Sharron Davies praises decision to ban trans women from elite rugby

Sharron Davies praises decision to ban trans women from elite rugby

10/14/2020

Olympic swimmer Sharron Davies praises ‘fair’ decision to ban transgender women from elite rugby – as GMB viewers agree inclusion should not come at ‘expense of women’s rights’

  • Sharron Davies, 57, says it’s ‘fair’ transgender women should not play elite rugby
  • World Rugby have banned trans women from elite game for foreseeable future
  • Swimmer appeared on Good Morning Britain with trans footballer Blair Hamilton
  • Viewers agreed that ‘safety’ of women should not be compromised in the sport  

Olympic swimmer Sharron Davies has praised the ‘fair’ decision to ban transgender  women from playing in elite female rugby. 

The British athlete, 57, appeared on Good Morning Britain from her Plymouth home to debate whether World Rugby was right to decide that transgender women will not be permitted to play for the foreseeable future due to ‘significant’ safety concerns.

She argued the decision was ‘about safety’ while transgender footballer Blair Hamilton, from Brighton, argued that the scientific evidence backing the choice wasn’t strong enough. 

The majority of viewers agreed with Sharron, and felt that while transgender rights must be respected, the right to play sport at a high level should not come ‘at the expense of women’.   

Olympic swimmer Sharron Davies (bottom left) has praised the ‘fair’ decision to ban transgender women from playing in elite female rugby during a GMB appearance with trans footballer Blair Hamilton (bottom right) 

The British athlete, 57, appeared from her Plymouth home to debate whether World Rugby was right after stating transgender women will not be permitted to play for the foreseeable future

‘It’s about safety, but it’s about fairness as well,’ said Sharron, ‘How would any female athletes win any medals, have any success, if women who were born as men are allowed to compete?’ 

The swimmer feels that segregation in sport is down to ‘obvious reasons’, and that rules should not be changed without first assessing the ‘benefits’ that being born as a biological male brings. 

She added later: ‘Ultimately this is about fairness, we’re trying to create new rules for something that is a modern phenomenon. We’ve had segregation in sport for centuries for obvious reasons. 

‘You wouldn’t have a 15-year-old boy competing in the under 10s because it wouldn’t be fair and basically you’re asking the same for women’s sport. 

The majority of viewers agreed with Sharron, and felt that while trans rights must be respected, the right to play sport at a high level should not come ‘at the expense of women’

‘What we’re saying is let’s do the science first, so we can assess any benefits male biology brings, so we can make it fair for women to achieve medals and careers and scholarships they are entitled to.’ 

In a statement last week, World Rugby said that after examining the latest scientific research it concluded ‘safety and fairness cannot presently be assured for women competing against trans women in contact rugby’.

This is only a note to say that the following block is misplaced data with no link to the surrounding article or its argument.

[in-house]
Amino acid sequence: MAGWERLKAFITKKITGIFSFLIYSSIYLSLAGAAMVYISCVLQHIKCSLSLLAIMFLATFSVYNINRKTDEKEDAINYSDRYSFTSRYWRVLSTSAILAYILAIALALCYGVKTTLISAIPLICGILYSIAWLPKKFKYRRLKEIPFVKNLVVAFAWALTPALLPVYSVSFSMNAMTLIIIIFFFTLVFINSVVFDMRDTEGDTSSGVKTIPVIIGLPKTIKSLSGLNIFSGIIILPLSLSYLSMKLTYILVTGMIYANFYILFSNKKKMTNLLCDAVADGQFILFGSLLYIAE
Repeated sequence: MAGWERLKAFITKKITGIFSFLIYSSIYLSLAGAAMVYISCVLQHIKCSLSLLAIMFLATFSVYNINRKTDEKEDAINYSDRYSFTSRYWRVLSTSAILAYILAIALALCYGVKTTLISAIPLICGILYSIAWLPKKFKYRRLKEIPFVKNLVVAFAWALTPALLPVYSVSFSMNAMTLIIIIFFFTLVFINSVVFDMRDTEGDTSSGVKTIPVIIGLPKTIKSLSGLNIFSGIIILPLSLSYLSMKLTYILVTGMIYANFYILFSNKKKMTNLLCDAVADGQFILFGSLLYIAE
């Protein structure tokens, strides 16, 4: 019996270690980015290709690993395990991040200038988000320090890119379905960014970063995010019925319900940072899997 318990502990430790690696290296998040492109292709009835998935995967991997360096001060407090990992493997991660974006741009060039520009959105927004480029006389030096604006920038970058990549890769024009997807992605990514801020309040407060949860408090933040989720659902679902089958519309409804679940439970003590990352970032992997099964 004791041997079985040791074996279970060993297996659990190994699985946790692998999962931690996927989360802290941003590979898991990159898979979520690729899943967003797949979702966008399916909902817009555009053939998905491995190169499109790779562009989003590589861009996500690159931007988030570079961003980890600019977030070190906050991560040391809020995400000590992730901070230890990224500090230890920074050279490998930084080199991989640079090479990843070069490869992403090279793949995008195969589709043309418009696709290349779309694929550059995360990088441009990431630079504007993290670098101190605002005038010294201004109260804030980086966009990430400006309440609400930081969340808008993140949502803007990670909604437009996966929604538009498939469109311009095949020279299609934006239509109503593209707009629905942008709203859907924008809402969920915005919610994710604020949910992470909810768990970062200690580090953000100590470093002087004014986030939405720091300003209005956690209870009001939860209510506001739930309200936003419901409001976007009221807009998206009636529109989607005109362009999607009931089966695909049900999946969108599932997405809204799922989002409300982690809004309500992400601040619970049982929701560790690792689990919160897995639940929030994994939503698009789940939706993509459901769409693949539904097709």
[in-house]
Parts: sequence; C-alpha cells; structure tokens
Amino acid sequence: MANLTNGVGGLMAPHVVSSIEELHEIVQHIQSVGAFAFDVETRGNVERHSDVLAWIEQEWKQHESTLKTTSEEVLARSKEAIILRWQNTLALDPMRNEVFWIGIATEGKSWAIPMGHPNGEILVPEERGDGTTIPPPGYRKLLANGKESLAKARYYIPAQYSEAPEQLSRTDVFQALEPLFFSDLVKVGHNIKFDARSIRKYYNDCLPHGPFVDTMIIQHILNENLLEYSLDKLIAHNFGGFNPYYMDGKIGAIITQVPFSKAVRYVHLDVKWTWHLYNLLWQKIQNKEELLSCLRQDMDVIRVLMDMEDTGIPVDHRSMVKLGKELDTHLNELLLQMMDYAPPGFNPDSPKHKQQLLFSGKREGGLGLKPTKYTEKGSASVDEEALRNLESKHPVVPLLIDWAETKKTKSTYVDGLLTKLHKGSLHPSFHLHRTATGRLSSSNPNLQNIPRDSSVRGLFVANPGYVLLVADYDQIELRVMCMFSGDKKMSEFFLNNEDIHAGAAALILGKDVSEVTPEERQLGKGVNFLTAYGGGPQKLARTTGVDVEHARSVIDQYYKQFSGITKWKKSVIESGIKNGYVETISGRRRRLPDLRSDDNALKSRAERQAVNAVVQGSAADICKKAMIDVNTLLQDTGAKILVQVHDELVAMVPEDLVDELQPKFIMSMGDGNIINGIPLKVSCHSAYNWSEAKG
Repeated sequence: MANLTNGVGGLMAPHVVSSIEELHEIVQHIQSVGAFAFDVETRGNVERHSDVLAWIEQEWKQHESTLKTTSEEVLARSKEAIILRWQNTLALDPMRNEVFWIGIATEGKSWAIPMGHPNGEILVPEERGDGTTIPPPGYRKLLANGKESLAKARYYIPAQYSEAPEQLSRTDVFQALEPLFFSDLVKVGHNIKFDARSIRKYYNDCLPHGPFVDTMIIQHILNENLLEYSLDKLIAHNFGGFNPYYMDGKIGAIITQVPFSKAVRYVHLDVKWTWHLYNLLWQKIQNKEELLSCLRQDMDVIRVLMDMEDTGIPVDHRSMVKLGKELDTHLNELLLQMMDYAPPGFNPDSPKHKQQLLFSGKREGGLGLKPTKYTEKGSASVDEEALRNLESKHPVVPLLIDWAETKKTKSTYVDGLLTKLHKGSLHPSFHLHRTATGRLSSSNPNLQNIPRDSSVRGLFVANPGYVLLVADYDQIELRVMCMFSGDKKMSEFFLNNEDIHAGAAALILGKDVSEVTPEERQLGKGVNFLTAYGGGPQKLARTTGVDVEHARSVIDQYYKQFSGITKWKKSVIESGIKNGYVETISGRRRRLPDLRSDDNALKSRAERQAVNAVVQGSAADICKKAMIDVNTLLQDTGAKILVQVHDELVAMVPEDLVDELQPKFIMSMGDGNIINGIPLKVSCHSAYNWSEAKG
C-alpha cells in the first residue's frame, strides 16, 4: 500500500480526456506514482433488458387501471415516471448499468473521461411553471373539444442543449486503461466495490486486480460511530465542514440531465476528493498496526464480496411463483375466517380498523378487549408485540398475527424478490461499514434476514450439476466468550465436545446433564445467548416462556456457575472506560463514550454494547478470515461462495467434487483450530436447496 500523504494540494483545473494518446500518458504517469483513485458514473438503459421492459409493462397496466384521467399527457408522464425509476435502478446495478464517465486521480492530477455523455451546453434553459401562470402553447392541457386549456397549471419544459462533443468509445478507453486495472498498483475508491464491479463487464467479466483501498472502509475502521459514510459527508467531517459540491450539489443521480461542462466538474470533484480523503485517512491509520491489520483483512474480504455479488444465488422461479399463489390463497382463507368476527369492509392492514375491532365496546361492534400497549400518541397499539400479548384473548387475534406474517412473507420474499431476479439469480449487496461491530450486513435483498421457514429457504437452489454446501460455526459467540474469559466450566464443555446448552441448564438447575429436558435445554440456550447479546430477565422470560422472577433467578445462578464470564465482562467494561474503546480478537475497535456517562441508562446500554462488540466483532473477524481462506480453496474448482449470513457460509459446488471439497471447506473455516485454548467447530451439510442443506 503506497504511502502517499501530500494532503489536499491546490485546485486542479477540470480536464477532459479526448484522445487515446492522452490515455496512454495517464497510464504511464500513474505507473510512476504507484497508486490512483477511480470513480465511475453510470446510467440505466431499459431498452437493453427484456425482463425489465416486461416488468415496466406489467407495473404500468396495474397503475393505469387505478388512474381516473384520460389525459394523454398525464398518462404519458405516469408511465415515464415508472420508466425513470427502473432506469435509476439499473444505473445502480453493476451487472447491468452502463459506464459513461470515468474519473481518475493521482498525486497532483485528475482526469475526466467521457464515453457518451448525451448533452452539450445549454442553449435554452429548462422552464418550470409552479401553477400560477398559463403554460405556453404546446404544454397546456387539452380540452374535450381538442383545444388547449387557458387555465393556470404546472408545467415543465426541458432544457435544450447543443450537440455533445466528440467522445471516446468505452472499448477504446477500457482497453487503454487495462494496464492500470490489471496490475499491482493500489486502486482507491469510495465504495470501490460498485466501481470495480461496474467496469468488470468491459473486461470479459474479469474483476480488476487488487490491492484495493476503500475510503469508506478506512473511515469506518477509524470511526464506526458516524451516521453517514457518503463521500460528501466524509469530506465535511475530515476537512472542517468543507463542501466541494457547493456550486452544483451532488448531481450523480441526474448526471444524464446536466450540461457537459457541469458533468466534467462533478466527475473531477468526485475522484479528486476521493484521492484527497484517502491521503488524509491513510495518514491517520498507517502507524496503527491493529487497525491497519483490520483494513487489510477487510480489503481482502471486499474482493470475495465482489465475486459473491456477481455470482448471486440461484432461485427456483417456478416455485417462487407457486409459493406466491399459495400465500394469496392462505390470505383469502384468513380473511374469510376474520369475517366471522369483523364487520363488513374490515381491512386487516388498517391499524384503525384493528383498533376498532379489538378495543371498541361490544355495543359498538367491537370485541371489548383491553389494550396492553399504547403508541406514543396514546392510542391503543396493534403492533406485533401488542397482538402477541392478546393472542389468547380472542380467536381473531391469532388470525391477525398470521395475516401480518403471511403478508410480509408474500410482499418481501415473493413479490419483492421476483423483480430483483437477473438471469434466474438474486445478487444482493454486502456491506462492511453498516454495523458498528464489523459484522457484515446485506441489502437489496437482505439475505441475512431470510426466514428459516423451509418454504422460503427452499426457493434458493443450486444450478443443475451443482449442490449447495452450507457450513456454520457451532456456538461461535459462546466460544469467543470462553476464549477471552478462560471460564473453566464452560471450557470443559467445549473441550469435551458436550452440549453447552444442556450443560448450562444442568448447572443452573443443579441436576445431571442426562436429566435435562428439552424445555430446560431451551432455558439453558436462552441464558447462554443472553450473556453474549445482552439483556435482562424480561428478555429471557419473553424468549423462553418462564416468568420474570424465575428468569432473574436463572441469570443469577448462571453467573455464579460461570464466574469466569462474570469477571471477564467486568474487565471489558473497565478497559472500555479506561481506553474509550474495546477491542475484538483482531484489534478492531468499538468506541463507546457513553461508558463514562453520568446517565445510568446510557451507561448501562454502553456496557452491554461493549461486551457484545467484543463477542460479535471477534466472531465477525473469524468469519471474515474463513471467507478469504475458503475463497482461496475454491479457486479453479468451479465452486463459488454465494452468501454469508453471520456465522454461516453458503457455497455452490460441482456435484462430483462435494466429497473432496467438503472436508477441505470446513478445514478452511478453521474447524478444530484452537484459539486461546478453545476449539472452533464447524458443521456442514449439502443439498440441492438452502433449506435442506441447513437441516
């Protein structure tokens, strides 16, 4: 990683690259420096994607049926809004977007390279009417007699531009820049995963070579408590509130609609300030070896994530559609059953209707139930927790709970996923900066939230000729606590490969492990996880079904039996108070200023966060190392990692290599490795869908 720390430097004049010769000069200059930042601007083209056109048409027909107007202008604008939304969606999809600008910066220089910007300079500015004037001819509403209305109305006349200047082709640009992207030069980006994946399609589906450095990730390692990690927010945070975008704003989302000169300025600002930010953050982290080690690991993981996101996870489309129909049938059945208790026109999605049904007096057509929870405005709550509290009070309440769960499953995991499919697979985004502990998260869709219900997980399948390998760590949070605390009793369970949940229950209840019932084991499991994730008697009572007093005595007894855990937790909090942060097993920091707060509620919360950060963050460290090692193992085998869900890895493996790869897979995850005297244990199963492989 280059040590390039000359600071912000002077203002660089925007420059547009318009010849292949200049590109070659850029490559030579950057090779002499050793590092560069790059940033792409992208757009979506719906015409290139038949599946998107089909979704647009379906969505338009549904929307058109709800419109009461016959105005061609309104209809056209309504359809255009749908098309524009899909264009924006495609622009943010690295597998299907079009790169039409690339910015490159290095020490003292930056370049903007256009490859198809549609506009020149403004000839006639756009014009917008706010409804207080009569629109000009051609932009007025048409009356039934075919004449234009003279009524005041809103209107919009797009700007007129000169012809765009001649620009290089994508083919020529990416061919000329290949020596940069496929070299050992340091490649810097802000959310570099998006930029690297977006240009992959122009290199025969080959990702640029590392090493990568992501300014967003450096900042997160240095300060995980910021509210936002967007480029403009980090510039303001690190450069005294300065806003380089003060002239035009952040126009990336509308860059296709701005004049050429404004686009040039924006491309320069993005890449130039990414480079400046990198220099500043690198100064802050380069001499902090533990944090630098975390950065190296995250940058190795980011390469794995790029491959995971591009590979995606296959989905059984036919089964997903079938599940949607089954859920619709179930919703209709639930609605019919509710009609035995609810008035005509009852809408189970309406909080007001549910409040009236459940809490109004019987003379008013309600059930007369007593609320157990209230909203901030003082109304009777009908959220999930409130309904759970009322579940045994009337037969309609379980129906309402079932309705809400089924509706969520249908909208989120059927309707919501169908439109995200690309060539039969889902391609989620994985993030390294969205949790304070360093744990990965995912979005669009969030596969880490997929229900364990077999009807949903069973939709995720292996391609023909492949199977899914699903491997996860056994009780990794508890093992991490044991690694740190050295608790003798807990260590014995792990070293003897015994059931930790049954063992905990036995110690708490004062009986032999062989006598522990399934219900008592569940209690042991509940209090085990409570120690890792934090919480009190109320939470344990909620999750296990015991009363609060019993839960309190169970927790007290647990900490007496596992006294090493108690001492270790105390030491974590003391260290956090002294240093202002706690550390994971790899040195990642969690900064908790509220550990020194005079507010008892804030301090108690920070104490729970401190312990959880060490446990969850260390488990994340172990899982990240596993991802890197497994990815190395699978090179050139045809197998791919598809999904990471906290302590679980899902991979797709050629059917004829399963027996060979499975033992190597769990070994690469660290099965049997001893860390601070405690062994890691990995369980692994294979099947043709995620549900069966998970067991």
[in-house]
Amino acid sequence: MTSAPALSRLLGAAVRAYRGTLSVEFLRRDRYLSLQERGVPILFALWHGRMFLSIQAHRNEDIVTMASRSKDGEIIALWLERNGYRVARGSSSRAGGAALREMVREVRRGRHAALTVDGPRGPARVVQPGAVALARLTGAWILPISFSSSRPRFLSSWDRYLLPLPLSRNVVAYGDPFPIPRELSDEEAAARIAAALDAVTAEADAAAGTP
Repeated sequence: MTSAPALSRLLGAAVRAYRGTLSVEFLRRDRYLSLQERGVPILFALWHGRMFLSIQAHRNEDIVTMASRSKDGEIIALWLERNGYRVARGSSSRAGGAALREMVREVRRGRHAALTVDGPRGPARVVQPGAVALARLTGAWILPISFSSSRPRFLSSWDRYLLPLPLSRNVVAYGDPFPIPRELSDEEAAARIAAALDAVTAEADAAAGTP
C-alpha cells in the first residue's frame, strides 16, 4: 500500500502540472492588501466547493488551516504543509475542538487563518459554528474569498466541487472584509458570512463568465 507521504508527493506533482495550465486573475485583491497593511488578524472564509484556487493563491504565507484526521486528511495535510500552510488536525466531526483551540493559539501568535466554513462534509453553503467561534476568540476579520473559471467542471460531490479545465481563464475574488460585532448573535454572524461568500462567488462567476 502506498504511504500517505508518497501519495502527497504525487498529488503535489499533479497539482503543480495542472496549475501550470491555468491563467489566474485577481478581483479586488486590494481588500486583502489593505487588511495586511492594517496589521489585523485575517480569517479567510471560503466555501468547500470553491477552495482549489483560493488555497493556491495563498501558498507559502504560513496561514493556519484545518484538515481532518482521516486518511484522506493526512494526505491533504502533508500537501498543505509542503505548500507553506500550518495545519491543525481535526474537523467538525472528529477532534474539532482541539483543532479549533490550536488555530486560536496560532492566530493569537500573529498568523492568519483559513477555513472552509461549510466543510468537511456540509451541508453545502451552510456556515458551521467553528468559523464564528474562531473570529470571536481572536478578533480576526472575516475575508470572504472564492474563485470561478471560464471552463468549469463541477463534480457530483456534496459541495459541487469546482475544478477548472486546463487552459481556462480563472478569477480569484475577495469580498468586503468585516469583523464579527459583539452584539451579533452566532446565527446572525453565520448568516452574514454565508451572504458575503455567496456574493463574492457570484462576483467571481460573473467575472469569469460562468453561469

Viewers quickly took to Twitter to agree with Sharron, with one writing: ‘Yes. Create trans teams. Simple. Trans rights have to be respected but not at the expense of women’s rights etc.’ 

Another said: ‘It’s unfair!!! Plain and simple. Nothing against trans, I’m for their rights but you can’t change from a man to a woman then go and smash all the female records in sports.’ 

Blair, 29, Brighton, who transitioned from male to female two years ago, argued that this decision was come to without strong enough evidence

Sharron went on to argue rules should not be changed without first assessing the ‘benefits’ that being born as a biological male brings

A third wrote: ‘When the impact of allowing a trans woman to be involved in contact sport could be a danger to life then yes they are right to ban their participation!’  

However Blair, 29, who transitioned from male to female two years ago, argued that this decision was arrived at without strong enough evidence, and without examining the research ‘in terms of a female athletic cohort’. 

‘What I want to do is take the emotion out of the situation and actually speak openly and honestly about the evidence we’ve got,’ said Blair. 

‘It’s good World Rugby has started this conversation and looked at a framework to see the advantages and disadvantages.

She went on: ‘If we look at the evidence, the studies have not actually studied any transgender rugby players. Right now to my knowledge I believe that’s impossible as there are none at that level.’ 

Some viewers did feel the issue should be up for further debate, calling the subject ‘difficult’ to assess

Blair added: ‘None of these studies have been done in terms of a female athletic cohort and none of it measures sport performance.’ 

Some viewers did feel the issue should be up for further debate, calling the subject ‘difficult’ to assess. 

‘This is such a difficult one,’ wrote one. 

Another agreed: ‘As long as you’re talking about a sport where physicality is a factor, trans participation is always going to be difficult. There’s no truly “fair” answer that I can see.’  

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